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Posts Tagged ‘possibilities’

Adventures in Curiosity

October 25, 2010 1 comment

lily pads in Menton by Rick Schubert

What do you like best about being a tourist?

For me, it’s the plunge into a state of almost pure curiosity. As a tourist, I don’t have to know anything. In fact, it’s better that I know nothing. I just grab my map and my camera and I set out to discover. My whole frame of mind is to expect the exceptional.

And very often, as a tourist, I do come across exceptional things, such as the enormous lily pads shaped like flan pans that knocked my socks off at the Jardin Exotique Val Rahmeh in Menton, France. But just as often, I find myself bedazzled by things that might seem pretty ordinary to those who walk past them every day—an ancient olive tree for instance, a cat curled up on the steps of a church, a cobblestone street.

That’s because when I’m truly curious I look through new eyes and I open myself up to learning about even the most ordinary things.

What would it take to adopt a tourist’s curiosity about my everyday life? Maybe it will require cultivating a Beginner’s Mind, that state of emptiness and readiness that Zen Buddhists strive to maintain through rigorous daily practice. Shunryu Suzuki, a Zen master who helped popularize Zen Buddhism in the US, wrote in the prologue to his well-known book Zen Mind, Beginner’s Mind, “In the beginner’s mind there are many possibilities; in the expert’s mind, there are few.”

I’m wondering about the many possibilities I might discover if I took a break from being an expert on my own life and turned to face it with my camera and a map.

A Color a Day

wharf in Bar Harbor, MaineIn her poem, Colors passing through us, Marge Piercy writes,

“Every day I will give you a color,
like a new flower in a bud vase
on your desk.”

Wouldn’t it be a treat to be the recipient of that daily gift—or even better, to be the giver? How, in all the spectrum of possibilities, would you select just the right color of the day for your friend?

In fact, how did you select the color you gave yourself today when you got dressed this morning?

Did you think about what message you might be sending—to yourself and to the world? Did you consider briefly the psychology or the temperature of the color you chose? (lots of fun stuff on that site)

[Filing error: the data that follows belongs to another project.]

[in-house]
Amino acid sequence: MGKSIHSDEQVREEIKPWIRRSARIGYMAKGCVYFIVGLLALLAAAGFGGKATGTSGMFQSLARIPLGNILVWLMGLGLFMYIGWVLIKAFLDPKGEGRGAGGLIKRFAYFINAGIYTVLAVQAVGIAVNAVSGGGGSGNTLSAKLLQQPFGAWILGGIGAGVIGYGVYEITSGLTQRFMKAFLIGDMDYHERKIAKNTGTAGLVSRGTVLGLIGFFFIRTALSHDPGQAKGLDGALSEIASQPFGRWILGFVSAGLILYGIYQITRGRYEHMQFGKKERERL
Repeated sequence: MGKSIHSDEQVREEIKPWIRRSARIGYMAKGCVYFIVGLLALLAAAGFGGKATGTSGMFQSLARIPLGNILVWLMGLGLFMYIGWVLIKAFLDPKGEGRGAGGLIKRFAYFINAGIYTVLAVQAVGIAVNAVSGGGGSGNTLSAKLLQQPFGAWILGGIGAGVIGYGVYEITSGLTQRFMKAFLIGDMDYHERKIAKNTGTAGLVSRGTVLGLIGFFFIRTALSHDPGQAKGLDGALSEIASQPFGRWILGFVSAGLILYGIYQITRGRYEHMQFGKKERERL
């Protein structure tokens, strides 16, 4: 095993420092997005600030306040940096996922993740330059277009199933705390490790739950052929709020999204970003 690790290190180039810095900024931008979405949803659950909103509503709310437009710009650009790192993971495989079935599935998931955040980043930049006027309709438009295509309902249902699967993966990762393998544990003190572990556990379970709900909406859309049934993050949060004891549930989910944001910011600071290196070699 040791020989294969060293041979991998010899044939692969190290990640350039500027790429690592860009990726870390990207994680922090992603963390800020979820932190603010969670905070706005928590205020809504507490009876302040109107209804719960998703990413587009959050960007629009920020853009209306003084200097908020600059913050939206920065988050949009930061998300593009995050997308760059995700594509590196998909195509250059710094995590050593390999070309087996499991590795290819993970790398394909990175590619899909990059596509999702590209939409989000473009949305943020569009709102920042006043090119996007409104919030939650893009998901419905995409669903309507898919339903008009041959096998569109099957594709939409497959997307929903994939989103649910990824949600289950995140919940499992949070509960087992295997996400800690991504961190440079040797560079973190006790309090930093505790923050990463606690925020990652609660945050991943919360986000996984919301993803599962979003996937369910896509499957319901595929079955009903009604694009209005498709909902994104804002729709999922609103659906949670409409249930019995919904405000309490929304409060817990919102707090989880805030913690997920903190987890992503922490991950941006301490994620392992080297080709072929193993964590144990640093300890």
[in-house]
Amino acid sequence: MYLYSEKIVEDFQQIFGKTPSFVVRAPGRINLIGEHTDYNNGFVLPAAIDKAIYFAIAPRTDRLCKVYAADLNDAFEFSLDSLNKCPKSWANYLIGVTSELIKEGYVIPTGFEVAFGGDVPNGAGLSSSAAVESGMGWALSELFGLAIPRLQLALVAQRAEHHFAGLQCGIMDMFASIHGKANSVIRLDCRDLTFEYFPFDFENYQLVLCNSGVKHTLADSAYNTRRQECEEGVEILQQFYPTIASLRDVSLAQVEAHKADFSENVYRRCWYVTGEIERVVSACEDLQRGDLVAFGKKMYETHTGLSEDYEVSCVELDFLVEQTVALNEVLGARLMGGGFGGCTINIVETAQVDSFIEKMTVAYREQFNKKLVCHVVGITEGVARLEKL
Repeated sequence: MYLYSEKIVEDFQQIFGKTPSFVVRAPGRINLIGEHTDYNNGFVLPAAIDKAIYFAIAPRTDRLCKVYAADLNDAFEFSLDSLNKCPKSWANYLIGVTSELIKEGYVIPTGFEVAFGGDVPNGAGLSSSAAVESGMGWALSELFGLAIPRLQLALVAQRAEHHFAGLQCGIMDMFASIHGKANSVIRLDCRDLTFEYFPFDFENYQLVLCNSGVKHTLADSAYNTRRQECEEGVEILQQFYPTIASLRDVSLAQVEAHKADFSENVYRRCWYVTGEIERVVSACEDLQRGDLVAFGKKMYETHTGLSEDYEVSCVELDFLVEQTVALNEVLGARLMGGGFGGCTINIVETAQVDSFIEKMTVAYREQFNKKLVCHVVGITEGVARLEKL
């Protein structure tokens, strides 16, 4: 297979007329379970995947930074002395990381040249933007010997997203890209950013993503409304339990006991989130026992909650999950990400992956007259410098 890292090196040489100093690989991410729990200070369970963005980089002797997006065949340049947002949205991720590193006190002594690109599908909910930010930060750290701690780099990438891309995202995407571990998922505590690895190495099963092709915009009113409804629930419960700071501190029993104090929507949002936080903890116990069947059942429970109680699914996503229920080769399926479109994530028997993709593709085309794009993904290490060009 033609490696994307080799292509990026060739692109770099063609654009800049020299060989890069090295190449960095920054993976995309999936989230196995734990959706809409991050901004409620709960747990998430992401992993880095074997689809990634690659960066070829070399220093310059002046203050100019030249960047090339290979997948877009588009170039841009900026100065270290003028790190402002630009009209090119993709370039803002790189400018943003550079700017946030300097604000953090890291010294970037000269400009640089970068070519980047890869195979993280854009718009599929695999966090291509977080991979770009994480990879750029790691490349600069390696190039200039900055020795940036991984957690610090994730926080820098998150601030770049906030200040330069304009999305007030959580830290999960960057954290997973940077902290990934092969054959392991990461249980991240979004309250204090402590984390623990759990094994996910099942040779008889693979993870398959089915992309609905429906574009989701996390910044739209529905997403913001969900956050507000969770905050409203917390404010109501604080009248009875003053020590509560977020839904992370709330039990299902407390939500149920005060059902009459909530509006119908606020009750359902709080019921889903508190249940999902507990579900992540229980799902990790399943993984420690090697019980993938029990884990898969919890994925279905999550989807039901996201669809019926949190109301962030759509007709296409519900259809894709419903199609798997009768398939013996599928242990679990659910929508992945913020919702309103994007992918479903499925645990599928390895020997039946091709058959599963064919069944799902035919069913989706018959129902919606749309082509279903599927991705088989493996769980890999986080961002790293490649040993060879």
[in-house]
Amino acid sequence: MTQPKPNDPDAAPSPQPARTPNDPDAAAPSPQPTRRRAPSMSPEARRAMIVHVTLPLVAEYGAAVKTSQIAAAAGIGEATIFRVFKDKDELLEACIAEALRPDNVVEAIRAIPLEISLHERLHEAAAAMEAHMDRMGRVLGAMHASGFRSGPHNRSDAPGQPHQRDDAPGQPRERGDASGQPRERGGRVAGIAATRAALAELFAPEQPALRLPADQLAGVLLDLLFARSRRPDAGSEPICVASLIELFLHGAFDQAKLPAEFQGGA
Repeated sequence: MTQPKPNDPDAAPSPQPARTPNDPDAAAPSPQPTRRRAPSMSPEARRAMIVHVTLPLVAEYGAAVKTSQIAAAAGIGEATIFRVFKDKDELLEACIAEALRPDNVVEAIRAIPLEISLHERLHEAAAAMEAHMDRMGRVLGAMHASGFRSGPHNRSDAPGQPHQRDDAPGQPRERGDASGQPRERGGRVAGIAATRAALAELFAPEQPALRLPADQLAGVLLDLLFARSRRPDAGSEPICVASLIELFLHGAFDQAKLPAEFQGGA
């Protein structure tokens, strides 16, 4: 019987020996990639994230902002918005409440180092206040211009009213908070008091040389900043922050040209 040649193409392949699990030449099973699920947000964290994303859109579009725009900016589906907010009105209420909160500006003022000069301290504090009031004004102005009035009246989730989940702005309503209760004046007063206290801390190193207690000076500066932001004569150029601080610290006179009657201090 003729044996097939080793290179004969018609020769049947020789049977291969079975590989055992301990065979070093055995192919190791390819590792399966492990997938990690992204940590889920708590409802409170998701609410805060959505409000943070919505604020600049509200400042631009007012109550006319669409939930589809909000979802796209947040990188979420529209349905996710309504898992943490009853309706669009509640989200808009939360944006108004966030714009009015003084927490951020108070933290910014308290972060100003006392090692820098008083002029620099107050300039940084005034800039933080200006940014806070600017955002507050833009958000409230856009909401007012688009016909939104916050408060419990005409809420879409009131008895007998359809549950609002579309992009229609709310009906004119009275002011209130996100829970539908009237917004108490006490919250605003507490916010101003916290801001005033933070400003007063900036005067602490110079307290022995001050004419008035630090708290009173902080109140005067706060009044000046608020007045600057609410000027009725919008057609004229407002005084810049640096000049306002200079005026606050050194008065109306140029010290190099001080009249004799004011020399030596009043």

If you’re like me, probably not. On most days I’m content to settle for default options, saving the more conscious color decisions for special occasions only.

As I think about it now, maybe every day would be a special occasion if I channeled a little more Marc Chagall who said, “Color is everything, color is vibration like music; everything is vibration.”

What color frequency are you vibrating on today? How would you change it if you could?

To Err is Human. Celebrate It!

photo by Mike SchubertIf you’re human you make mistakes sometimes, and you probably hate to admit it. But what if instead of cringing and trying to hide it, you got curious about the upside of being wrong?

In their book, The Art of Possibility, Rosamund and Ben Zander remind us that mistakes are indispensible to learning. “Giving an A” is one of the 12 daily practices they offer for shifting your mindset from limitations to possibilities. They first hit upon the practice as a technique for disarming the performance anxiety of Ben’s music conservatory students.

Worried about how they’d measure up, the students avoided taking risks in their interpretation class. When they were told from the outset that they’d receive an A, and they were asked to use their imaginations to time travel into the future and describe the effort with which they’d earned it, the prospect of making mistakes fell into the larger context of playing better, and became a lot less scary.

Ben writes, “It is only when we make mistakes in performance that we can really begin to notice what needs attention. In fact, I actively train my students that when they make a mistake, they are to lift their arms in the air, smile, and say, ‘How fascinating!’”

Now comes further illumination as to why being wrong should be more a cause for celebration than shame.

In a Boston Globe article introducing her new book, Being Wrong: Adventures in the Margin of Error, Kathryn Schulz calls for a new way of thinking about wrongness, one that recognizes that our fallibility is part and parcel of our brilliance. She explores how inductive reasoning, the process by which our brains add new knowledge and understanding at an impressive rate, is also responsible for our tendency to err.

And she makes the case that when viewed from the perspective of larger systems, an accepting stance toward inevitable personal error leads to process improvement. In some high stakes industries, like aviation and healthcare, reporting individual mistakes is encouraged, or even required, in the interest of preventing greater damage over the long term.

Of course, some systems take a much more punitive approach to error, and reinforce our instinct to keep our bloopers under wraps. But if we wanted to take a stand for being wrong, we might quote biologist Lewis Thomas who observed, “The capacity to blunder slightly is the real marvel of DNA. Without this special attribute, we would still be anaerobic bacteria and there would be no music.”

The next time you goof up—or even completely implode—what will you do to celebrate the successes that are bound to follow?